North Dakota's Fighting Sioux Nickname Entering Final Weeks

While Florida State's use of a Native American nickname has been blessed by local leadership, North Dakota's has not. The school will soon have to change its Fighting Sioux name and logo.

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North Dakota's Fighting Sioux Nickname Entering Final Weeks

The debate over whether the University of North Dakota keeps its Fighting Sioux nickname has embroiled other universities, the Big Sky athletic conference, and even the North Dakota state government. The university's self-imposed deadline to change the name is Aug. 15, but the state government's lawmaking body has complicated things, according to the Associated Press:

But state lawmakers intervened earlier this year, passing a law that requires the university to retain the moniker and logo. If the school keeps them past the Aug. 15 deadline, it will not be allowed to use them in postseason tournaments nor host any such events.

Potentially more damaging, the Big Sky Conference, which UND hopes to join next year, has said the issue will complicate the school's conference membership and some schools may refuse to schedule games with North Dakota. Some believe that would lead to a broad decline in athletics.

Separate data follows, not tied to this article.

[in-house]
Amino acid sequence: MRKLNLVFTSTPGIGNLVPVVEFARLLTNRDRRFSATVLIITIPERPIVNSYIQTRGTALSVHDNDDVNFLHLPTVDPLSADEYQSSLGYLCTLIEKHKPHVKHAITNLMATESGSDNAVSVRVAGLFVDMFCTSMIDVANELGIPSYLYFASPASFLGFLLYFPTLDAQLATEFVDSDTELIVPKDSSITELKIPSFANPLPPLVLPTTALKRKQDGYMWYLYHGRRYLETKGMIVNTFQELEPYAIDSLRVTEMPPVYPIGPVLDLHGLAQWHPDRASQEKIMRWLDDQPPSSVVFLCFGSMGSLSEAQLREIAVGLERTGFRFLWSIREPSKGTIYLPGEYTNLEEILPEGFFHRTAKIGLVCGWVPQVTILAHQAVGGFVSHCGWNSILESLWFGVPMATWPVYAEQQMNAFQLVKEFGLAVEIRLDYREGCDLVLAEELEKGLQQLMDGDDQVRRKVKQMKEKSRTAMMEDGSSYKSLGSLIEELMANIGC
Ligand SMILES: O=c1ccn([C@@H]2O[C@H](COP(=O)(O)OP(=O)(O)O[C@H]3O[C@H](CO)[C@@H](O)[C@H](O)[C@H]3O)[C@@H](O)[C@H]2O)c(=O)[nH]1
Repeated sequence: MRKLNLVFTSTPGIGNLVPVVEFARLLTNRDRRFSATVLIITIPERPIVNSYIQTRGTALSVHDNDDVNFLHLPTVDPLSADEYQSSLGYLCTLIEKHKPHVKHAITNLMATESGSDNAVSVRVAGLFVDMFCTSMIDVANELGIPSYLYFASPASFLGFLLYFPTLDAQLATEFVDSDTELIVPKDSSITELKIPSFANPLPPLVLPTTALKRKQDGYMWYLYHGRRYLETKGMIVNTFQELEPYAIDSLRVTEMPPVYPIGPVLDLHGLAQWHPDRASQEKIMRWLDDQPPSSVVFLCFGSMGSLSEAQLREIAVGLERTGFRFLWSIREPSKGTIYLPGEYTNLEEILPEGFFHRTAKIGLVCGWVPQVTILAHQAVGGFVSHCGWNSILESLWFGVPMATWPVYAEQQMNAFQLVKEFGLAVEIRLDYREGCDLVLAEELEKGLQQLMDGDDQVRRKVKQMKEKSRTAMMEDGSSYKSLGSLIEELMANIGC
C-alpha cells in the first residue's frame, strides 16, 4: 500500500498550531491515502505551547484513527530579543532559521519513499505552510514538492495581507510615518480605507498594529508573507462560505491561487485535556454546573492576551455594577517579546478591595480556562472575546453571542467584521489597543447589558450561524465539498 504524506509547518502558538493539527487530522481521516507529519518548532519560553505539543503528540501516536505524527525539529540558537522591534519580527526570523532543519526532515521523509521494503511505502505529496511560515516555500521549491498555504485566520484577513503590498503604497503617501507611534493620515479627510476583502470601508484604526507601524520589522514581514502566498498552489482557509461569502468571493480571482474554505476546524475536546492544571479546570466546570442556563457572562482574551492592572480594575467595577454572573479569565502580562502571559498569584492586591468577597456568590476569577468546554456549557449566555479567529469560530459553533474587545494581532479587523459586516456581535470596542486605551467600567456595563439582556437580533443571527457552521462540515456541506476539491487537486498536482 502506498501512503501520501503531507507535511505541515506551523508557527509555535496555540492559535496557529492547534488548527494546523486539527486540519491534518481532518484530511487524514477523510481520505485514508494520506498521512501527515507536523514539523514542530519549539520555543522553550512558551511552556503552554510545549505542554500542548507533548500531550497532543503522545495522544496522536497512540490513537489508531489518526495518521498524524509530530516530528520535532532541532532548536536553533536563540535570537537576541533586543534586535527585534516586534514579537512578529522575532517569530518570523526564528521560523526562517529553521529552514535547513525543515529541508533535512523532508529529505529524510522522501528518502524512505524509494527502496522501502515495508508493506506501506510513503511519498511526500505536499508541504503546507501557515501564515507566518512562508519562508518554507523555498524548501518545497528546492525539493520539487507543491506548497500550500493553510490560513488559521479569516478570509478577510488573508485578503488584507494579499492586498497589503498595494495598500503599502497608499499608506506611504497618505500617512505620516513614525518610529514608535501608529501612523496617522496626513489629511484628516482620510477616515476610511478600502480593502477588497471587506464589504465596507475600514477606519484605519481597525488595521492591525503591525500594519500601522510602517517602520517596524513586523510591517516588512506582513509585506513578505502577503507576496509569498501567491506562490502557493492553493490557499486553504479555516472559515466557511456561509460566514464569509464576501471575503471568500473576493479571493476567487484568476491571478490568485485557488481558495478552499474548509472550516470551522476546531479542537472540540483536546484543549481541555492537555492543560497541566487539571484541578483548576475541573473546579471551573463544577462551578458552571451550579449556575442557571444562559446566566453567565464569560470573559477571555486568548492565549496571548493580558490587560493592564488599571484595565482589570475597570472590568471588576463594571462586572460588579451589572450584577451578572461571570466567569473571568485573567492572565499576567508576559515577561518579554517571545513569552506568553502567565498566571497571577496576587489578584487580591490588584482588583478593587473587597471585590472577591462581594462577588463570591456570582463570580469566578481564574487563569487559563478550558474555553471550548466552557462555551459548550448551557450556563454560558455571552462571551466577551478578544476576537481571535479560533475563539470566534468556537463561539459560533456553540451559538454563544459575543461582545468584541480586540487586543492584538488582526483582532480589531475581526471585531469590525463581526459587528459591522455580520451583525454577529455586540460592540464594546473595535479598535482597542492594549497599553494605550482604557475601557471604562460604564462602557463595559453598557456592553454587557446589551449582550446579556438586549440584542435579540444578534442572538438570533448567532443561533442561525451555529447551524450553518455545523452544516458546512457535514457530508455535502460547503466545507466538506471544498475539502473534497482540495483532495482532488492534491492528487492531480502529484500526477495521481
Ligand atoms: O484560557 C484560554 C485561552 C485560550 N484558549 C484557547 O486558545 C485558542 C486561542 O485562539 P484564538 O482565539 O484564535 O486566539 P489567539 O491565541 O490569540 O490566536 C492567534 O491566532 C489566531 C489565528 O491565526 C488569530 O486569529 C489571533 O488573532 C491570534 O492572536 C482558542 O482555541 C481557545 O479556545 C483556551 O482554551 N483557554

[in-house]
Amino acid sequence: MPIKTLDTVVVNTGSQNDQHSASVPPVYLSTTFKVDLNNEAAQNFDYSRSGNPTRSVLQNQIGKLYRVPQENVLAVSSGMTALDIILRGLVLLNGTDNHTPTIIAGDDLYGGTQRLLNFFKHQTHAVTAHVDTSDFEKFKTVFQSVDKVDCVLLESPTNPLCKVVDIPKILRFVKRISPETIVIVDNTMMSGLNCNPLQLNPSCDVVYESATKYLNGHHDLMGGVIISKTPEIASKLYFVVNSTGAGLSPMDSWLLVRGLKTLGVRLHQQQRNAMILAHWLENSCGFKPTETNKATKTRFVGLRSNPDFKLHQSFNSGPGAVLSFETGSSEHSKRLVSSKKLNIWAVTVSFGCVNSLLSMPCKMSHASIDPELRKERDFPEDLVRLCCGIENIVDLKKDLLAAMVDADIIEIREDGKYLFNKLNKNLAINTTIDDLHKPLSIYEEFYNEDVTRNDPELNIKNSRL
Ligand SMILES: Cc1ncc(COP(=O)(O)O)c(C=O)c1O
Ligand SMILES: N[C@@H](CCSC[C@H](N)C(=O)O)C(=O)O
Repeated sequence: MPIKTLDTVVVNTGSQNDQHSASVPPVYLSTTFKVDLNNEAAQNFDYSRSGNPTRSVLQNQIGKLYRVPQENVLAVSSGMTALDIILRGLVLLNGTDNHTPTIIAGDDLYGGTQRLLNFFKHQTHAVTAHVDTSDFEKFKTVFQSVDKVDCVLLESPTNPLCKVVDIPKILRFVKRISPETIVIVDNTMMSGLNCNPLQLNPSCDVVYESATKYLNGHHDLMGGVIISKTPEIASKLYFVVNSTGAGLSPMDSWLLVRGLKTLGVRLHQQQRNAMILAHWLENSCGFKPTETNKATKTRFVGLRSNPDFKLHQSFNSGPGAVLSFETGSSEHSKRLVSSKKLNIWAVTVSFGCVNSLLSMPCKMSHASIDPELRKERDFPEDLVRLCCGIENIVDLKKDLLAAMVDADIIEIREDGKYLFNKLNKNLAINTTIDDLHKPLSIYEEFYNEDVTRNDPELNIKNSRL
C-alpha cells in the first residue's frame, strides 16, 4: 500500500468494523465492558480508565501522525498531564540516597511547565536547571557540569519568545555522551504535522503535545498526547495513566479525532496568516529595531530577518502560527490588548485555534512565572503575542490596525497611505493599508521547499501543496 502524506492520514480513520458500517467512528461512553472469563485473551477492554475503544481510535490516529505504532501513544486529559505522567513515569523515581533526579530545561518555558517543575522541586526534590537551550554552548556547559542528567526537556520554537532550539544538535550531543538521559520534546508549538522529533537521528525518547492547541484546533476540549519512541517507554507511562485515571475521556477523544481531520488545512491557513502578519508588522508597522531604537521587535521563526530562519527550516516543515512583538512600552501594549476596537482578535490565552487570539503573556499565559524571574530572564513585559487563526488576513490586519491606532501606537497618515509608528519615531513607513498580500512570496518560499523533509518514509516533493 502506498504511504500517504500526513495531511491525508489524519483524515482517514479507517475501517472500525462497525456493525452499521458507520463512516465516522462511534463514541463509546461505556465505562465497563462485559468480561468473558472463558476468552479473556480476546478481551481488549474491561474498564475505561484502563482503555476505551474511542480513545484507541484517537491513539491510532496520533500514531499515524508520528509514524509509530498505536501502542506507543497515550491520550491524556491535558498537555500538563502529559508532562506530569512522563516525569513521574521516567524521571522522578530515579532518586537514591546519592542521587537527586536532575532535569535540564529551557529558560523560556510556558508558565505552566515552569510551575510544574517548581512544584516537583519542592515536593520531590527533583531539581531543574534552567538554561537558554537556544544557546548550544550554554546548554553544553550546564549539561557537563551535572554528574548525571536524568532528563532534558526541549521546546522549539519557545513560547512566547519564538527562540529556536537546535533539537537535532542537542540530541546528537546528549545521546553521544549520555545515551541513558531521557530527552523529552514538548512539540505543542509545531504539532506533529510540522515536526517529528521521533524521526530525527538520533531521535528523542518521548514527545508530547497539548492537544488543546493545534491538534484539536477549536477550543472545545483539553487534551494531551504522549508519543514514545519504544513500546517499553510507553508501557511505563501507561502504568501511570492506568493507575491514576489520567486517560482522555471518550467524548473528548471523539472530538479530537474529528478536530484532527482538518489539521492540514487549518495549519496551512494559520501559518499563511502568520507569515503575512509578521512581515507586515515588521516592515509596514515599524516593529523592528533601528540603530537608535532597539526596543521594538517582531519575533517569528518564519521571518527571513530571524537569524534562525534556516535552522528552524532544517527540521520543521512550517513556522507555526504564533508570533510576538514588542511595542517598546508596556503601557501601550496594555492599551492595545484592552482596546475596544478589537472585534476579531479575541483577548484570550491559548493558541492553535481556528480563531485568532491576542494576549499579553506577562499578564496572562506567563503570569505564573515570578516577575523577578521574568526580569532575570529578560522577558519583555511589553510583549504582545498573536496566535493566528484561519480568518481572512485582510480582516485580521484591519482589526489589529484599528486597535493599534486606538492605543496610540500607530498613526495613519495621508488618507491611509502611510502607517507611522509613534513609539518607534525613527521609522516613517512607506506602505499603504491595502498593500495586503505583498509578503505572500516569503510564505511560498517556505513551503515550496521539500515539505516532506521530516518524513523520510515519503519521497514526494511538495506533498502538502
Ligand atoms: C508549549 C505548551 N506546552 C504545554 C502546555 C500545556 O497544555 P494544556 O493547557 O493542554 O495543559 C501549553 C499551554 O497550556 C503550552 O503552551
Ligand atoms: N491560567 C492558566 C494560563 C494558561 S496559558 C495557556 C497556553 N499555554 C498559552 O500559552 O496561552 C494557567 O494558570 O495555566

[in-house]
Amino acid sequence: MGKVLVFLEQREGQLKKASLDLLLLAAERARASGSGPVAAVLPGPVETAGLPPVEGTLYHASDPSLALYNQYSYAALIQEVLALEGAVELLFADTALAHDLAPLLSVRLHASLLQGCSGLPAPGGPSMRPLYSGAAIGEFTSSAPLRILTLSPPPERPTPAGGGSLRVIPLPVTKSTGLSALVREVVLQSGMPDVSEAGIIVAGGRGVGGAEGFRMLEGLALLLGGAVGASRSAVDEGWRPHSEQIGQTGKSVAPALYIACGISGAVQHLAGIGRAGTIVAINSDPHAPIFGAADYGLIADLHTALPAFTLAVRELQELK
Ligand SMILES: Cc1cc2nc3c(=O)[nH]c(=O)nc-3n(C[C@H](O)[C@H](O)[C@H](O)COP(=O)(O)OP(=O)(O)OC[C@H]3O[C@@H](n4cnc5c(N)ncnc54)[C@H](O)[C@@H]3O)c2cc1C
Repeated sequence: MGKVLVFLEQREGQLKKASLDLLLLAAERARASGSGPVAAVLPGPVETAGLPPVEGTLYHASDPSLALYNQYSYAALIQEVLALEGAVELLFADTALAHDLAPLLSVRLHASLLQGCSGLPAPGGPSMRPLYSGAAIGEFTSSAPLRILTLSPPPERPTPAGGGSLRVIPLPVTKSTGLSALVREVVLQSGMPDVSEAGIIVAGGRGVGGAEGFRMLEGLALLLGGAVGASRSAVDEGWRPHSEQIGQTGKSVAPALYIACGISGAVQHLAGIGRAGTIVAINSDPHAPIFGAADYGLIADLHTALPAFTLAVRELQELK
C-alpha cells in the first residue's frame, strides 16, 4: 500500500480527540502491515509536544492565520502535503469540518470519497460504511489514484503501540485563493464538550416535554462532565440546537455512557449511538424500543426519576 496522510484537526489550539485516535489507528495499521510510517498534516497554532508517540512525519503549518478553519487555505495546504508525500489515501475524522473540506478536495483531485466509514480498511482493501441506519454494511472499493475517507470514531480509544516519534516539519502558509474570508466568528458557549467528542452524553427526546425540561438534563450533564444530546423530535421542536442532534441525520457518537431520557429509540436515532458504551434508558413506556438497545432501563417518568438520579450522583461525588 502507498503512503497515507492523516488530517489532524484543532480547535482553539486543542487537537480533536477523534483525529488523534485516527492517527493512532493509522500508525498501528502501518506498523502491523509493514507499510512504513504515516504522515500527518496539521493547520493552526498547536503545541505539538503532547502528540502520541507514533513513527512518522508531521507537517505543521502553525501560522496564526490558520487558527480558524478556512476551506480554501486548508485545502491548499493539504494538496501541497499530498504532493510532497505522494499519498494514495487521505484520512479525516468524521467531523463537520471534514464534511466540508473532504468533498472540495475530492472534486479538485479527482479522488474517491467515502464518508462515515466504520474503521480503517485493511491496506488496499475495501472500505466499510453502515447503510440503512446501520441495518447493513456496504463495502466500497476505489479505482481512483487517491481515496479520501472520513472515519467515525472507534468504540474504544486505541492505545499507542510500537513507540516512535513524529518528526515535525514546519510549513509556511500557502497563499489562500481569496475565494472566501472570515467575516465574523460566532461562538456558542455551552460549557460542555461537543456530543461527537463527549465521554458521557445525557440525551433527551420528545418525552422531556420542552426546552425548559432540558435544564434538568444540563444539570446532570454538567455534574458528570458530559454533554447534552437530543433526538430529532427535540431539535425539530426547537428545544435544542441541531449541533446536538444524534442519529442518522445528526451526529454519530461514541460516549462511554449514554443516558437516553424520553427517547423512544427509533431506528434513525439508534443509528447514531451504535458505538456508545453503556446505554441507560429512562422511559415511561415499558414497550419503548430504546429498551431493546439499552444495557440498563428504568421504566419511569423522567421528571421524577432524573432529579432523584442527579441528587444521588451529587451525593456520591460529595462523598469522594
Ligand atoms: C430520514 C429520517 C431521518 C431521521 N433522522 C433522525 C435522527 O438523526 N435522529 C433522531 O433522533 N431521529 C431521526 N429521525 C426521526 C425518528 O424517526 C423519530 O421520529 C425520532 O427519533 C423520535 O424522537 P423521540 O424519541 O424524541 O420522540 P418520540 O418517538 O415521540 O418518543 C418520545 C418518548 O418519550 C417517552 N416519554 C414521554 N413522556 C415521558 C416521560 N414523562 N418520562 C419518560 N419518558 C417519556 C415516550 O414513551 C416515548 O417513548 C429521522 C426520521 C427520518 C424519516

Unlike the Florida State Seminoles, UND hasn't gotten approval from the local Sioux tribes, so it must accord with the NCAA's 2005 crackdown on nicknames based on Native American tribes. St. John's long ago changed its name from the Red Men to the Red Storm and the Syracuse Orangmen dropped the "men" from their name, but apparently the Fighting Sioux are more of a brand name to UND's state congress than those.

Lawmakers claim they've received hundreds of letters and e-mails from constituents supporting the law, but the NCAA isn't impressed. A meeting between the government, conference and school officials is scheduled for Aug. 12, where school spokesman Peter Johnson told the AP, "we're looking for a final kind of clarity."

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